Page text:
Regulatory Brief - Avgas (100LL) Alternatives

Regulatory Brief

Avgas (100LL) Alternatives

The issue

Dwindling global market demand for gasoline containing the additive tetra-ethyl lead (TEL) and increasing global environmental issues have raised concerns regarding the continued use of avgas (100LL) by general aviation (GA) aircraft.

The importance to our members

GA piston aircraft are reliant upon 100LL, a "specialty fuel" that is produced in small quantities when compared with other fuels. Optimistically speaking, 100LL will continue to be more expensive relative to other petroleum and energy products and, at worst, could be unavailable altogether. Currently, there is no single replacement for 100LL that is economical, requires only minor or no aircraft modification or recertification, and does not offer a penalty in aircraft performance.

AOPA's position

AOPA is interested in the ongoing efforts by a number of different groups on possible replacements of 100LL. AOPA maintains that a high-octane unleaded avgas or other product that can satisfy the needs of the entire existing GA piston engine fleet with little or no modification and at an economic price per gallon should be developed, tested, and approved in a timely manner.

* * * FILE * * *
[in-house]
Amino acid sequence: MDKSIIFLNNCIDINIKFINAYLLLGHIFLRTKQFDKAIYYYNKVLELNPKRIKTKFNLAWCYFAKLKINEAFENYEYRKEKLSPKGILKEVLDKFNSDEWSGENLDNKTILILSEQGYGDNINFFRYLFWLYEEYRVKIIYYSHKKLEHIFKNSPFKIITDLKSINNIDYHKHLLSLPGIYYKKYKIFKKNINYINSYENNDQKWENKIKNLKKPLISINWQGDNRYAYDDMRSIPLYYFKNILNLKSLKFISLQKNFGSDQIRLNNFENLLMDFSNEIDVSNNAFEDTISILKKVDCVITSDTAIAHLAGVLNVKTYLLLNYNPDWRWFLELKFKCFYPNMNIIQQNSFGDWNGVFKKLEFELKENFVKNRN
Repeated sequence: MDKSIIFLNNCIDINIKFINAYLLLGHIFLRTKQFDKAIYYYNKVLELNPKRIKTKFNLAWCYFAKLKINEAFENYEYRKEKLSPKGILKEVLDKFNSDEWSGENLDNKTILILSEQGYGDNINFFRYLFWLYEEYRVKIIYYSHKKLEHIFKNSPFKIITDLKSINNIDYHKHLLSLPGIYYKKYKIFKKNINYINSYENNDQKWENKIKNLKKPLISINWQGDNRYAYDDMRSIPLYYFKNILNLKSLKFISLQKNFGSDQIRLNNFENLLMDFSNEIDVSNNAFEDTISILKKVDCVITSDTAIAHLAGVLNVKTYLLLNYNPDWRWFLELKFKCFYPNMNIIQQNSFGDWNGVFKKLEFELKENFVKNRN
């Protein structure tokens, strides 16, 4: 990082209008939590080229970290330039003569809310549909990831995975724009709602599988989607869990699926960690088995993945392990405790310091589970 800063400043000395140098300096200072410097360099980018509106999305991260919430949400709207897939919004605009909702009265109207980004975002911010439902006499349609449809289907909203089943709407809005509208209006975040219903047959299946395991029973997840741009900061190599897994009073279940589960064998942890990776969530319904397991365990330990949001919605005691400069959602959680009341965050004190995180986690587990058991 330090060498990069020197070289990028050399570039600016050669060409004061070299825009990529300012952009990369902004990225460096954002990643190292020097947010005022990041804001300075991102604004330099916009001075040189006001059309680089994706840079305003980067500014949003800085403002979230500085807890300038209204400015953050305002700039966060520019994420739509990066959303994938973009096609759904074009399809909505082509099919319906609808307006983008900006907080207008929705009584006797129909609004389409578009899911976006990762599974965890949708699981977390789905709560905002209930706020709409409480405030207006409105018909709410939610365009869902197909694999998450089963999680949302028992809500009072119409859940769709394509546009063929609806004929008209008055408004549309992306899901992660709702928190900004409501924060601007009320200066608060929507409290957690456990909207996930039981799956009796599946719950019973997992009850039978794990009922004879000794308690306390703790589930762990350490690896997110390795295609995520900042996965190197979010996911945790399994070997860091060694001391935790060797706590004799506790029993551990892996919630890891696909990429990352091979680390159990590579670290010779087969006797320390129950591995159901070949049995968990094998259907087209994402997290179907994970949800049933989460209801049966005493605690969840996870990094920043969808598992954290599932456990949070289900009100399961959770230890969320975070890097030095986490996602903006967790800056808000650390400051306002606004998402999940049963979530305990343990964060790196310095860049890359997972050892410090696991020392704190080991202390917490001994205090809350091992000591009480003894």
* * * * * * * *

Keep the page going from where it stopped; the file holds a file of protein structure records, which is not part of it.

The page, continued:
Status

  • AOPA is participating as a full member of both the Coordinating Research Council (CRC) and the American Society of Testing and Materials (ASTM).
  • Research and development is continuing under the auspices of the CRC where matrices of test blends of potential aviation unleaded fuels are being examined.
  • ASTM recently re-approved the 91/98 unleaded avgas specification. It should be noted that 91/98 could serve as a replacement for about 30 percent of the total 100LL currently consumed in the United States - contingent upon FAA certification of the fleet and a willingness by the fuel producers to produce a fuel that only addresses about 30 percent of the total avgas marketplace.
  • Through the congressional appropriations process, AOPA has been securing funding each year for the FAA's testing of alternate aviation fuel candidates at the FAA Technical Center.
  • Because the development and certification process is still likely to take years, AOPA is also working with the Environmental Protection Agency and the FAA to hold off any new regulatory requirements that would require the discontinued use of leaded aviation gasoline until such time as an acceptable and technically feasible alternative is developed.

Related documents


Updated Wednesday, August 09, 2006 8:55:29 AM